Men, from academics to pornographers, have spent decades trying to unlock the mysteries of female desire, using probes and sensors and brain scans and all sorts of things. Women’s desires have been fantasized about, stigmatized, mythologized. You would think, looking at the enormous amount of ink spilled on the mystery that is woman, I’d spend less time thinking, “For a dollar, name a woman” when I read historical documents, but here we are.
Belle de Jour at least has the virtue of recognizing that women have desires, and they might not be the picture-perfect fantasies of a Hallmark Original Movie. (Of course, plenty of works of art recognize that: Lifetime Original Movies, Mills and Boon romance novels, and Fifty Shades of Grey all come to mind, but of course, they’re more often thought of as punchlines than art.) There’s not much work by men, for men or a “general audience,” that takes female desire head-on the way Belle de Jour does.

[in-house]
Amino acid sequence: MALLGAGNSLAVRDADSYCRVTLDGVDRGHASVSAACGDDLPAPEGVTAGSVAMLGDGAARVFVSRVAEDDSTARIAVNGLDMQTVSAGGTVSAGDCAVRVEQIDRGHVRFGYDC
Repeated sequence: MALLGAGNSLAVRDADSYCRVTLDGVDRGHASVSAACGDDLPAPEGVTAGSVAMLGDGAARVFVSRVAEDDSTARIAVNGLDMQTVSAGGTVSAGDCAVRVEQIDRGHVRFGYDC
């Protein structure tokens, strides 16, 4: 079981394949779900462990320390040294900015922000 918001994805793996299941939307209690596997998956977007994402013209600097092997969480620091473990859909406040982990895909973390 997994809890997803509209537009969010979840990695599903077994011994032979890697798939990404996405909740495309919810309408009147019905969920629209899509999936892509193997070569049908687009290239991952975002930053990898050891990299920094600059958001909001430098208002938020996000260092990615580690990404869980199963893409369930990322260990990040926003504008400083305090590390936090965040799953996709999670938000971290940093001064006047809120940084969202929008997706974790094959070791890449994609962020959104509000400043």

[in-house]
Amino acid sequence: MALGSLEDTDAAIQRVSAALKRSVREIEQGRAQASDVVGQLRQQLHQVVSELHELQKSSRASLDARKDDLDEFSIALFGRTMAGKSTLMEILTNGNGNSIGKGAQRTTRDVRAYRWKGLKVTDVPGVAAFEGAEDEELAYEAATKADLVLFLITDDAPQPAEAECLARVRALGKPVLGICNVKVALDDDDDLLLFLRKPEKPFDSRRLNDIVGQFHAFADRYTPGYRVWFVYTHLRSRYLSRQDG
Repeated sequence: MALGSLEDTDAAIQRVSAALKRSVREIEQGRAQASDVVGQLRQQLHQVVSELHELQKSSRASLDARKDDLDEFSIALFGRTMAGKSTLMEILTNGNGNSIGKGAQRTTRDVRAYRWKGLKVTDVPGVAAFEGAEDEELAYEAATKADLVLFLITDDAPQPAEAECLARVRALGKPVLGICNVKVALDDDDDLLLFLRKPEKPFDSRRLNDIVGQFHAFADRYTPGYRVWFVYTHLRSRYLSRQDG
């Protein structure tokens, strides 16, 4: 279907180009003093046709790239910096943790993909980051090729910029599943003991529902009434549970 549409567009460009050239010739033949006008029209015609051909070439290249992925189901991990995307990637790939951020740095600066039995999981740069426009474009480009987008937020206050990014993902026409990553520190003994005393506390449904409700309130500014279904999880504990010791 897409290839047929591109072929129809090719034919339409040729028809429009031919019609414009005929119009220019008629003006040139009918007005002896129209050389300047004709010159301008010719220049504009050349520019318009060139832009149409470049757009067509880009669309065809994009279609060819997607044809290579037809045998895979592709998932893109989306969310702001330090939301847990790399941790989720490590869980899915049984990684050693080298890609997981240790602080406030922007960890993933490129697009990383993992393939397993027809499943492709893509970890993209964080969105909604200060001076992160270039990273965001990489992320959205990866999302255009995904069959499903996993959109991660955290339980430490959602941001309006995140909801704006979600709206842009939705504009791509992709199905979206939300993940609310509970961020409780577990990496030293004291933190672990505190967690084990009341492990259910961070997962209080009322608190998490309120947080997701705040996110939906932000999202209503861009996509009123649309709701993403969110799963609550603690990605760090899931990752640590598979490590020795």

What does Séverine owe her husband, or anyone? Not to stereotype, but plenty of ink has been spilled on the casual expectation in French society that men will have affairs, and the men who frequent her brothel certainly aren’t chaste or faithful. Who does she owe excuses or explanations to? The horrible consequences she suffers aren’t really the consequences of her actions, but those of the men who want to own and control her. They want the fantasy of the libertine woman, but they don’t want to face what that actually means; a woman who enjoys sex on her own terms, with the partners she chooses, whose fantasies of exposure and humiliation are her own, not imposed by another. Séverine doesn’t need any of the men in her life, with the possible exception of her husband Pierre; they’re distractions, sources of pleasure, but we have no evidence that they can’t be easily replaced. (“I could have another you in a minute/Matter fact he’ll be here in a minute…”).